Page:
Judgment versus Justice
It seems the most natural thing in the world to do, to separate right from wrong, “good” from “bad.” Indeed our ability to “evaluate” has been essential to our evolution. As adults we have come to refine this style of “evaluation” to a “science,” judging every person we encounter and event we experience, sometimes even before we know we’ve done it.
Yet, there is a difference between judging the world around us and experiencing the world around us. There is a difference between demonizing the perpetrator of the act and seeing the act for the injustice that it is.
We need to look deeper into this tendency that we humans have to judge. And, related to that, how have we been responding to injustice? It’s clear that judging and in-kind violent responses haven’t worked for five thousand years. We have yet to rid the world of war, displacement, refugees, hunger or poverty. How much violence has been a direct reaction to a perceived and/or real injustice of life?
By assigning ontological value to a person or situation, judgment leads to, supports and enables conflict. It is a passionate, emotional response. Inherent in judging is an evaluation of behavior – and potentially a sense of “I could never do that,” or even, “I am better than that.” It causes us to see “the other” as lesser than we are, and we as better than others. Standing in the shoes of “the other”, what might our actions have been? In our process of discernment, it is essential that we consider that possibility.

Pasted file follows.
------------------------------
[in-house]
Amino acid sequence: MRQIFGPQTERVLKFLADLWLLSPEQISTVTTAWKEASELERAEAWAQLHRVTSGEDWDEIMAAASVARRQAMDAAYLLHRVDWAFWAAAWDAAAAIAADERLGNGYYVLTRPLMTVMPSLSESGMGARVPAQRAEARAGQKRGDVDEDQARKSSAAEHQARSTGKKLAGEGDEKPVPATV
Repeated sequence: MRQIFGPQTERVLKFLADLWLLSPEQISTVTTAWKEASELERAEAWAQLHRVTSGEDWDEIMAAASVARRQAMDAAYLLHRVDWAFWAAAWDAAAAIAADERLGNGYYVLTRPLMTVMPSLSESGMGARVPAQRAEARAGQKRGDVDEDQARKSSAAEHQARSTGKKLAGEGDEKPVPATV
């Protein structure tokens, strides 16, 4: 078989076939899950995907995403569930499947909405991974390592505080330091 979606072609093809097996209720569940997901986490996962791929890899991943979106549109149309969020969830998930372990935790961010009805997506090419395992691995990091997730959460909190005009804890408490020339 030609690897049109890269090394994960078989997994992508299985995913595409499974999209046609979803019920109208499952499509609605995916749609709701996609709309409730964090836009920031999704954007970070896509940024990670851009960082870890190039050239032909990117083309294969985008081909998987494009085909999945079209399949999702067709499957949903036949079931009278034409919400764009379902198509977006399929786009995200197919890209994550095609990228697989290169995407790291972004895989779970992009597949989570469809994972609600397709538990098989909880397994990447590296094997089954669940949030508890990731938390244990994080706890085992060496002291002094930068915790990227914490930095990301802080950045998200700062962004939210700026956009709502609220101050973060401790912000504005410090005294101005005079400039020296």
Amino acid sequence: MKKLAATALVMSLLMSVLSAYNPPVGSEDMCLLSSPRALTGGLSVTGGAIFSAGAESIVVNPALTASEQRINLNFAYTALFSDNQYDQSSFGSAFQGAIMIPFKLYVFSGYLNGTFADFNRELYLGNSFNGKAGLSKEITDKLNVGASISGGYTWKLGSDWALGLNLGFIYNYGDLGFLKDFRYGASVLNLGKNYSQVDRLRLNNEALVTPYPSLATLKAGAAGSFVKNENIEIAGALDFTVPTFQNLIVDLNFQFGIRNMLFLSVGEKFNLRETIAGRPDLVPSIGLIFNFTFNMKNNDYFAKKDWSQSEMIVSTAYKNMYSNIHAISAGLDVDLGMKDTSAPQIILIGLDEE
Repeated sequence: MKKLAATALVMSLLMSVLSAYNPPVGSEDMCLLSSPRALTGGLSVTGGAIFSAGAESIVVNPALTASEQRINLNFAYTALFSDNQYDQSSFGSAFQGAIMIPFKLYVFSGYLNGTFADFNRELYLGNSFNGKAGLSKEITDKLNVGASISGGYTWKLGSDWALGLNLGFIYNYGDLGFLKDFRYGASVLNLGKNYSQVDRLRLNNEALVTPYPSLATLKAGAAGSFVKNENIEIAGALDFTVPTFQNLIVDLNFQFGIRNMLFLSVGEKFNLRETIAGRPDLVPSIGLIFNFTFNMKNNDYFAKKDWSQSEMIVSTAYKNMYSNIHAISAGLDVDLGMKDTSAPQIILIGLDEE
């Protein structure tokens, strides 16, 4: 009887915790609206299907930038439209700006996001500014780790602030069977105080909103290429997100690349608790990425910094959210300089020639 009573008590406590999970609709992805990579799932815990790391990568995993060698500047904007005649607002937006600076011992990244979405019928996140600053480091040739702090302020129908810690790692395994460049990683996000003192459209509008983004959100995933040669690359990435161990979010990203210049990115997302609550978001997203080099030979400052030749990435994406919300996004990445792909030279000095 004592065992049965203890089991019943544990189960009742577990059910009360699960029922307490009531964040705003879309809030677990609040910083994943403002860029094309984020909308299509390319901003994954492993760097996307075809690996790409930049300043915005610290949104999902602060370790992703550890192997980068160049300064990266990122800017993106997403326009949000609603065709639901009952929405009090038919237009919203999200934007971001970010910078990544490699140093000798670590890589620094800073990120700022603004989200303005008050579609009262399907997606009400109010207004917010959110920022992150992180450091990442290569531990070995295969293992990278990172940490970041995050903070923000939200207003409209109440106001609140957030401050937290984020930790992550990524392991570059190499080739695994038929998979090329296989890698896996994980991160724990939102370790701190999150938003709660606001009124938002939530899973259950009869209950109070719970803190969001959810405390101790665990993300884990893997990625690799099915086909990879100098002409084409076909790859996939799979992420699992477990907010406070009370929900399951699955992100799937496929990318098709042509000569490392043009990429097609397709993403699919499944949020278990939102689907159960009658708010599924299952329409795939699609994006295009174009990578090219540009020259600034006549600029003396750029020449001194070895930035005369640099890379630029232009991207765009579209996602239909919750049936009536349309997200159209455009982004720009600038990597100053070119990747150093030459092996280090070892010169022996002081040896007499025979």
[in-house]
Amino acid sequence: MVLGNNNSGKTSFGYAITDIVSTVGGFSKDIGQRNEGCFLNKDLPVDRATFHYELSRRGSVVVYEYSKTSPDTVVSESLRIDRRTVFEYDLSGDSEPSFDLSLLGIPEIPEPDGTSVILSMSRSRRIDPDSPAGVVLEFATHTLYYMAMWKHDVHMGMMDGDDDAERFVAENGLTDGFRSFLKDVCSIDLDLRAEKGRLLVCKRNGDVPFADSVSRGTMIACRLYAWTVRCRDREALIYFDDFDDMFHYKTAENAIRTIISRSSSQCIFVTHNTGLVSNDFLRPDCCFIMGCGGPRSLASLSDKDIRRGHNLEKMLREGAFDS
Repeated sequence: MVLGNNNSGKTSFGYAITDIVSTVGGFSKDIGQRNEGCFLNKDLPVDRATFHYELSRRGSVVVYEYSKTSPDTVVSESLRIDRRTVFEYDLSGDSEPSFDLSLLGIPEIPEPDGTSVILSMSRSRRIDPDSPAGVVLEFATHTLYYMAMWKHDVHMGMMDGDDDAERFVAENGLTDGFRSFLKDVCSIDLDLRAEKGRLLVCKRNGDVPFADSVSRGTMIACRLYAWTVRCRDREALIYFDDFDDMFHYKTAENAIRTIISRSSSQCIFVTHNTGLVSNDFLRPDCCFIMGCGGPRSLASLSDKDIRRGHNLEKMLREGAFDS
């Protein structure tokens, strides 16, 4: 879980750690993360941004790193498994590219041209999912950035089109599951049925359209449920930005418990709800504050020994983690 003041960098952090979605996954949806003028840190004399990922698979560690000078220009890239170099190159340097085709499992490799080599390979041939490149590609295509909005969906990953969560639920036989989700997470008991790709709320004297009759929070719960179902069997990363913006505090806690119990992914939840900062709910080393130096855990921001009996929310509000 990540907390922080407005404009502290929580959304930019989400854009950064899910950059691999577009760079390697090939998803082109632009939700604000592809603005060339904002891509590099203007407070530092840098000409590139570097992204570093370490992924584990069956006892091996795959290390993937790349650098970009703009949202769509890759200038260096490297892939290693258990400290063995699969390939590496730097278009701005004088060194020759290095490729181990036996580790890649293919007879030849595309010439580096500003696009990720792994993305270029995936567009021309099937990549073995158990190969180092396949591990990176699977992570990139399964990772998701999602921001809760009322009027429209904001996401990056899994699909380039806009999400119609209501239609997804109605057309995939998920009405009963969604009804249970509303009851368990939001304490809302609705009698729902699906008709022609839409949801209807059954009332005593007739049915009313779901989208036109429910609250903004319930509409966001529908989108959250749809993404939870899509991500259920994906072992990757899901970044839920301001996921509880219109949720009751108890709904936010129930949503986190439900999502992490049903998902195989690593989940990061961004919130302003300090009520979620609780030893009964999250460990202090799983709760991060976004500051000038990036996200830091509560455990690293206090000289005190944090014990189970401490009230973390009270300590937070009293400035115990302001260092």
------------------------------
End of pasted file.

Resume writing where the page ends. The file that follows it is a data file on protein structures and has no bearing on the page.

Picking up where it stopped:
The most significant progress made toward equality in our world has been the product of non-violent movements for political and social change. Surely there was more than ample opportunity for judging in those situations. When Mohandas Gandhi led his people in a march from Ahmedabad to the Arabian Sea coast in search of salt, in the spring of 1930 in India, tens of thousands of Indians were beaten and arrested. Their passion and “call to action” is dramatically evident. Their passion is rooted not in emotion, but in their sense of justice, their commitment to the right and the good. Their inspiring courage and highly disciplined non-violence receive strength and potency from this commitment.
Is our rush to judgment always a “given?”
It seems not. We do at times suspend our “tendency to judge.” In times of great need, in times of dependency, in crises, in floods, in fires, in illness, in nursing homes, in care of the ill, disabled or elderly, judging is forced out of the equation. We experience the plight of the “other” and we are moved by compassion. In times like these our tendency to judge seems to simply “melt” away. We become aware of what is our natural state of mutual dependency and choose to unite and cooperate with others. We also make a choice when we separate from others – for whatever reason we do that – that is not natural.
Karma and Accountability